Hubble’s view reached back to roughly 400 million years following the Big Bang, a period just after the very first galaxies – sprawling clusters of stars, gases and other interstellar matter – are believed to have taken shape.

While Hubble caught glimmers of “toddler” galaxies, Webb will reveal those objects in greater detail while also capturing even fainter, earlier “infant” galaxies, astrophysicist Eric Smith, NASA’s Webb program scientist, told Reuters hours before the launch.

Aside from examining the formation of the earliest stars and galaxies, astronomers are eager to study super-massive black holes believed to occupy the centers of distant galaxies.

Webb’s instruments also make it ideal to search for evidence of potentially life-supporting atmospheres around scores of newly documented exoplanets – celestial bodies orbiting distant stars – and to observe worlds much closer to home, such as Mars and Saturn’s icy moon Titan.

The telescope is an international collaboration led by NASA in partnership with the European and Canadian space agencies. Northrop Grumman Corp (NYSE:) was the primary contractor. The Arianespace launch vehicle is part of the European contribution.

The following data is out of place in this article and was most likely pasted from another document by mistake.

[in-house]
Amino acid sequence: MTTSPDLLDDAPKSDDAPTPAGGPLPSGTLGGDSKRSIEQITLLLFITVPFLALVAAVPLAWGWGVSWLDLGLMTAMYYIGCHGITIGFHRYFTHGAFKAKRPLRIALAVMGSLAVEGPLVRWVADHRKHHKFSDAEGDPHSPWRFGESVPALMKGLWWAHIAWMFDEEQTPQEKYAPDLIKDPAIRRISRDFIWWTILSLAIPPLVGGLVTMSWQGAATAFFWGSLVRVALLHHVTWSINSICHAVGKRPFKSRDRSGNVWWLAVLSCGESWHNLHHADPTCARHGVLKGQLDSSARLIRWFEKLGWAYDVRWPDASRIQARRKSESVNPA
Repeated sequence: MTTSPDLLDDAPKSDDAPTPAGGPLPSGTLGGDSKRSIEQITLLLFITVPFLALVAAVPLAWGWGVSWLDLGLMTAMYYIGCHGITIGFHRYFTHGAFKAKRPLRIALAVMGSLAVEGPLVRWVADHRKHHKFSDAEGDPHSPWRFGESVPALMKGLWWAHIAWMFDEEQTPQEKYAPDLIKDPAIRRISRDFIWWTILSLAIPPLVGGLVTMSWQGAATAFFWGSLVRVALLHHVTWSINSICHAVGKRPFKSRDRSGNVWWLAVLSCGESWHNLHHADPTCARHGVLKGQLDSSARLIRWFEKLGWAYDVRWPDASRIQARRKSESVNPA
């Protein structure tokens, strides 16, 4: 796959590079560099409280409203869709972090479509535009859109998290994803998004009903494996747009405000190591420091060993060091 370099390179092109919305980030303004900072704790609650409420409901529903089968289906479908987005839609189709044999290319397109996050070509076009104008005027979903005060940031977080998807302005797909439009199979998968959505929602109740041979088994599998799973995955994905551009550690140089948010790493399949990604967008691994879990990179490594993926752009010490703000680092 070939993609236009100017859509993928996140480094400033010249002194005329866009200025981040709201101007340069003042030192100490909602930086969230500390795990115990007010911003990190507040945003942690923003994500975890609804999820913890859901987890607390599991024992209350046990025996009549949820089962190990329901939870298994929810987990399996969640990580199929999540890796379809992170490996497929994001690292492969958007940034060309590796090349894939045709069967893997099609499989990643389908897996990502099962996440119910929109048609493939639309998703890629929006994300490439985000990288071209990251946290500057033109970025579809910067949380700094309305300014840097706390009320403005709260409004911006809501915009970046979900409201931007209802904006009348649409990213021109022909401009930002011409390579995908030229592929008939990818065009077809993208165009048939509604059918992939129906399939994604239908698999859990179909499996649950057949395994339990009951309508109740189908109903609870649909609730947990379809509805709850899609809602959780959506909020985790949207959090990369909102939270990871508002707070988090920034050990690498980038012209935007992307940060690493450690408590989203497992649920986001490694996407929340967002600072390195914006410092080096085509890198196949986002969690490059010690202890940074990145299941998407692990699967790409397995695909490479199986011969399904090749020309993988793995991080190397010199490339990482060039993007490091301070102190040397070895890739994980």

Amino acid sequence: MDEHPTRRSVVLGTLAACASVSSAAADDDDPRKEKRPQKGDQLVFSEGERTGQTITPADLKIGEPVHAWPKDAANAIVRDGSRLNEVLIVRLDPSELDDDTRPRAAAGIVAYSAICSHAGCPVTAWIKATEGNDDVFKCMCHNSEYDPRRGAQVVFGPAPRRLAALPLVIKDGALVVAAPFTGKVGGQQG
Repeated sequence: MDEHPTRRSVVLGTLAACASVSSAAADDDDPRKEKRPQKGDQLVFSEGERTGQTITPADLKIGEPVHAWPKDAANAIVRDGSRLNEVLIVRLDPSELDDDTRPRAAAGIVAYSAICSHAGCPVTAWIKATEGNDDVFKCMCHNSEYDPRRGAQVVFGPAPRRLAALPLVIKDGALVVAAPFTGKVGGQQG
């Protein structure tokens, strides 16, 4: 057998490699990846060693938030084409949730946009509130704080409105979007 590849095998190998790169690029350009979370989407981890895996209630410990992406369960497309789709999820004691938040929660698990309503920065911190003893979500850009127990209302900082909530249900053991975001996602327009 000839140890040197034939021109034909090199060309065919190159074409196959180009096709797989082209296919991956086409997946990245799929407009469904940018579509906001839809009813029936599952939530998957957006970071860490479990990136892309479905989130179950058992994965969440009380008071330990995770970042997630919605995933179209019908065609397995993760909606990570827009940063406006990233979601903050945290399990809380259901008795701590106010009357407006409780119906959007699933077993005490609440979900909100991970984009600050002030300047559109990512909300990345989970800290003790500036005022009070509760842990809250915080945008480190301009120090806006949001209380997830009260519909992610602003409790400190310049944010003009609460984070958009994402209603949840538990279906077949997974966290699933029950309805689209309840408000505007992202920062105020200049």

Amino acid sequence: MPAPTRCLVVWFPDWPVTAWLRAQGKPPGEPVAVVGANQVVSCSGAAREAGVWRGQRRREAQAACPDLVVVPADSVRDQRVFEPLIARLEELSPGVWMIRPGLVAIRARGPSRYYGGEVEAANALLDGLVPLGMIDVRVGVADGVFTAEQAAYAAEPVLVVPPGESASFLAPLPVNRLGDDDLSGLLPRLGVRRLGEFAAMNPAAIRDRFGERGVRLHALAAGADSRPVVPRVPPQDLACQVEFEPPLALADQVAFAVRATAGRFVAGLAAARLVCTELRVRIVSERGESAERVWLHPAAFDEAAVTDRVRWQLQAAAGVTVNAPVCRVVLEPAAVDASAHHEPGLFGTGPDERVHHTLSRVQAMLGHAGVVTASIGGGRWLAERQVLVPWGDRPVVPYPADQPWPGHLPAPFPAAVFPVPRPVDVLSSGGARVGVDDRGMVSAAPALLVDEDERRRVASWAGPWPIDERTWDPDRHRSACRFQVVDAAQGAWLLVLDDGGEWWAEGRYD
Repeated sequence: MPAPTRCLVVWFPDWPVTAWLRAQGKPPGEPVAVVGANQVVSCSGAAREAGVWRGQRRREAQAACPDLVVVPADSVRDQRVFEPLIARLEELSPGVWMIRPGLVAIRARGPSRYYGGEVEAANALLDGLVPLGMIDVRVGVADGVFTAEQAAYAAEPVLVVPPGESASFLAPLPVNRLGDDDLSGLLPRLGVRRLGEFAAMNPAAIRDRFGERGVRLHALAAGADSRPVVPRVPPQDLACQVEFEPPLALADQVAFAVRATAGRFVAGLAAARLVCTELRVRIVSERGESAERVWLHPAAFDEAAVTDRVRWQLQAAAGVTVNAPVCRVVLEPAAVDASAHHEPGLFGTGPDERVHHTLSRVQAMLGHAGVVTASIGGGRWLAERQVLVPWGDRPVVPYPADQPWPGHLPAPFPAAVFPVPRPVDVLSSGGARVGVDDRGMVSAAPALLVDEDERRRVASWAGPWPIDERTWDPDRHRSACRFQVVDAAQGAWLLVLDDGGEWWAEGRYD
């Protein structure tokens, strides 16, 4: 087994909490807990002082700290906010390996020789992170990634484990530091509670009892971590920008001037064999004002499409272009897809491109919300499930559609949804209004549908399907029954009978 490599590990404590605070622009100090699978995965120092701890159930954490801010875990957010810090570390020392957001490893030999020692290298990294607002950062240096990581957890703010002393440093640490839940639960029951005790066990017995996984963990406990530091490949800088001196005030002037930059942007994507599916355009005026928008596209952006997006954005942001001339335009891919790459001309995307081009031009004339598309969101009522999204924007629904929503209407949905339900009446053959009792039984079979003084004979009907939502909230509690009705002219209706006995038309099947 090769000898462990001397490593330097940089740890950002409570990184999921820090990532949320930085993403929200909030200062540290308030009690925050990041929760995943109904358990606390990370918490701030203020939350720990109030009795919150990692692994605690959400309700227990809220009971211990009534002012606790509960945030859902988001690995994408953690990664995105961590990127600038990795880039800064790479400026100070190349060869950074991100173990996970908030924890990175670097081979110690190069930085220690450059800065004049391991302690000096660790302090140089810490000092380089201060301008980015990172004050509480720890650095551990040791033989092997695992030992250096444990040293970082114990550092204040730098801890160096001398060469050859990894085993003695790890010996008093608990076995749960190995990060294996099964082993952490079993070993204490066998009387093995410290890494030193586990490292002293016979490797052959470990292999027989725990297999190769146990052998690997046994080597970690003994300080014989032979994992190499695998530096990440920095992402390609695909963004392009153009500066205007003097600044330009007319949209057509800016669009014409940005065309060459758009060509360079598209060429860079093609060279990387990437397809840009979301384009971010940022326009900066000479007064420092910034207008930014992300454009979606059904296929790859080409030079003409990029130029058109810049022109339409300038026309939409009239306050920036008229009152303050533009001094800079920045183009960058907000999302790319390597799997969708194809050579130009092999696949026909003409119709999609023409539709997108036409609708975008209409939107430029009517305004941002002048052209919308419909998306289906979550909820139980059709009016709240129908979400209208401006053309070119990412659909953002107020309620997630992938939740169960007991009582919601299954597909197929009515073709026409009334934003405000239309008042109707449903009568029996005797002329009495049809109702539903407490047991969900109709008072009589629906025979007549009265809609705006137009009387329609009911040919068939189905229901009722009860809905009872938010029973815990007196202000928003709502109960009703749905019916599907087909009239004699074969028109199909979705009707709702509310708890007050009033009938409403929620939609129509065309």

“The world gave us this telescope, and we handed it back to the world today,” Gregory Robinson, Webb program director for NASA told reporters at a post-launch briefing.

Webb was developed at a cost of $8.8 billion, with operational expenses projected to bring its total price tag https://www.reuters.com/article/us-usa-nasa-telescope/northrop-ceo-grilled-by-u-s-lawmakers-over-space-telescope-idUSKBN1KG2US to about $9.66 billion, far higher than planned when NASA was previously aiming for a 2011 launch.

Astronomical operation of the telescope, to be managed from the Space Telescope Science Institute in Baltimore, is expected to begin in the summer of 2022, following about six months of alignment and calibration of Webb’s mirrors and instruments.